The American presidency came to an end on October 15, 1992 during a Town Hall debate between President George H.W, Bush, Ross Perot and Bill Clinton. The stage seemed more like a place for Phil Donahue to strut around, biting his lips and dragging out tawdry tales for audience applause than for three presidential candidates to discuss the future of the country.
The audience had more in common with the ones that usually showed up to cheer or boo Phil’s guests, and the high point of the evening and the end of the presidency came when one of those guests rose and, with the distinctive, painstakingly slurred pronunciation of the semi-literate, demanded that the candidates tell her how the “national debt” had affected them personally.
Bush stumblingly tried to turn her stupidity into some kind of policy question, but the World War II veteran was completely out of his depth in the Donahue talk-show format. The moderator, however, demanded that he answer how it had affected him personally. Forget the country or the consequences; feelings mattered more than policy.
It was a Phil Donahue moment and the Donahue candidate stepped into the spotlight.
Bill Clinton understood the audience member did not have a clue about what the national debt was. But he also knew it didn’t matter. This wasn’t about the facts, this was an “I Feel” moment. The questioner did not want to know how a problem would be solved, only that the people on top “cared” about her, and Clinton did what he did best – he told her he really cared.
George W. Bush made sure he would never repeat his father’s mistake. He ran as the “compassionate conservative” and a “uniter, not a divider.” He ran as the man who could never be caught flat-footed by an “I Feel” question. Bush II always felt things and insisted on sharing them with us.
The American presidency had exited the age of policy and entered the age of empathy. Competency no longer mattered. The man in the gray flannel suit who understood the issues had no place on the stage. To get there he would have to get in touch with his inner child and talk about it. He would have to spill his feelings so that people really believed he cared.
Without October 15, 1992, there would have been no Clinton. And without Clinton there would have been no Obama. The Democrats had nominated questionable men before, but they came with the patina of experience and credibility. Even the sleaziest and least experienced Democratic president, JFK, had spent decades polishing his resume and countering his weak points in a calculated plan to get to the top. But the sleazy Clinton grinned his way through primaries no one took seriously because the Democrats didn’t believe Bush could be beaten in ’92 and then felt his way through a national election. It was a small step for one man but a giant step for tricksters everywhere with charisma and no ethics.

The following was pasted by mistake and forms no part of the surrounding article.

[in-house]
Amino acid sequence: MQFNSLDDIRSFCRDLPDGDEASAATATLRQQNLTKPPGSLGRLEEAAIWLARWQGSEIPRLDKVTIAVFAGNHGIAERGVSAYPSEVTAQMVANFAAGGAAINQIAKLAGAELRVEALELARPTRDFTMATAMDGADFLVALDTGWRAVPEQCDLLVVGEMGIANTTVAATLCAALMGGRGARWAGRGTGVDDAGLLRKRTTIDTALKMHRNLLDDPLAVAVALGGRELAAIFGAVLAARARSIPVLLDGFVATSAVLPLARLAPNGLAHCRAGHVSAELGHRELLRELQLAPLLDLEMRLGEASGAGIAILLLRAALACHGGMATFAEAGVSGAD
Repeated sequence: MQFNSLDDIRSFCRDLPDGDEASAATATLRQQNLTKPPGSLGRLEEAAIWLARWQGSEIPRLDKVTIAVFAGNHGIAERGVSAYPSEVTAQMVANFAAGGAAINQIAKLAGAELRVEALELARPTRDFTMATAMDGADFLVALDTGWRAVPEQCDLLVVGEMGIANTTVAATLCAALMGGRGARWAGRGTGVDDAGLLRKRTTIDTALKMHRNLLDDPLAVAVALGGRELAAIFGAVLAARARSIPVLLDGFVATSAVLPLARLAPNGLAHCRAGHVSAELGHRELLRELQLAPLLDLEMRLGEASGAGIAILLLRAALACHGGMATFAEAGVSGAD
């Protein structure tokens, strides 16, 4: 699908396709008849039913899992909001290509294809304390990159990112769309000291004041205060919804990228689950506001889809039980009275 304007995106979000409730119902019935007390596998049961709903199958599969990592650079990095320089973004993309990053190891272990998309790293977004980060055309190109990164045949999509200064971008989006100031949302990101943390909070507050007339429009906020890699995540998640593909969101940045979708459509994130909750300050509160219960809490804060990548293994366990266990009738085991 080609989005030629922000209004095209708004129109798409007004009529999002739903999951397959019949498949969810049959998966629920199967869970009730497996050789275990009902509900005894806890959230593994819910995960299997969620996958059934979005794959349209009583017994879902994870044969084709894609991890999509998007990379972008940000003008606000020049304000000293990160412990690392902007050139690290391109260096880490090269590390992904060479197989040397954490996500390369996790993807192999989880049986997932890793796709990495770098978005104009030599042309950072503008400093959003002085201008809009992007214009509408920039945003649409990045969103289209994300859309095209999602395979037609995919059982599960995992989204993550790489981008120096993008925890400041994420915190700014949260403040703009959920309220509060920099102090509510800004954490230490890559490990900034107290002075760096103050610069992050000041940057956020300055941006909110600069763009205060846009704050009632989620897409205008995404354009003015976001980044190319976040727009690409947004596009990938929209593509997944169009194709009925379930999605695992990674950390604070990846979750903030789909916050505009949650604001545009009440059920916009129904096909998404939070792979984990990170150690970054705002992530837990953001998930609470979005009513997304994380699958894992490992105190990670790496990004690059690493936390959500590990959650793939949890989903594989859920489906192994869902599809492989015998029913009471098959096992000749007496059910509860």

The current qualifications for an office holder include the ability to chat on “The View,” read Top Ten lists for David Letterman and make fun of yourself on “Saturday Night Live.” Most of all it’s the ability to emote in public.
Bush I was unable to cross the “I” bridge. Obama lives under the “I” bridge. Even more than Clinton, he is the “I” candidate. Conservatives assail him for egotism, but it’s the lightning in the bottle of modern politics. Only the truly self-centered can fully emote to the back rows. It’s a skill common to egocentrics who feel their own pain so loudly they can make it seem like your pain.
Bill Clinton did not feel the pain of his Town Hall questioner or anyone else’s. He made us feel his pain, but mostly he made us feel his undiluted joy at running things and being the center of attention. That was why so many people loved him and still love him.
Clinton made it inevitable that the perfect “I” president would appear to live his life in public, offering constant coverage of his life, his tastes, his family, his pets and his thoughts on every subject. He would not be a private man, he would be a public spectacle. He would be able to talk about himself, not only at debates, but all the time. He would always be an “I” and the Phil Donahue audience would live through him, feel his pain, share his joys and cheer him on in the great collective noise of a celebrity and the fans who live for and through him.
About the Author: Daniel Greenfield is an Israeli born blogger and columnist, and a Shillman Fellow at the David Horowitz Freedom Center. His work covers American, European and Israeli politics as well as the War on Terror. His writing can be found at http://sultanknish.blogspot.com/ These opinions do not necessarily reflect the opinion of The Jewish Press.
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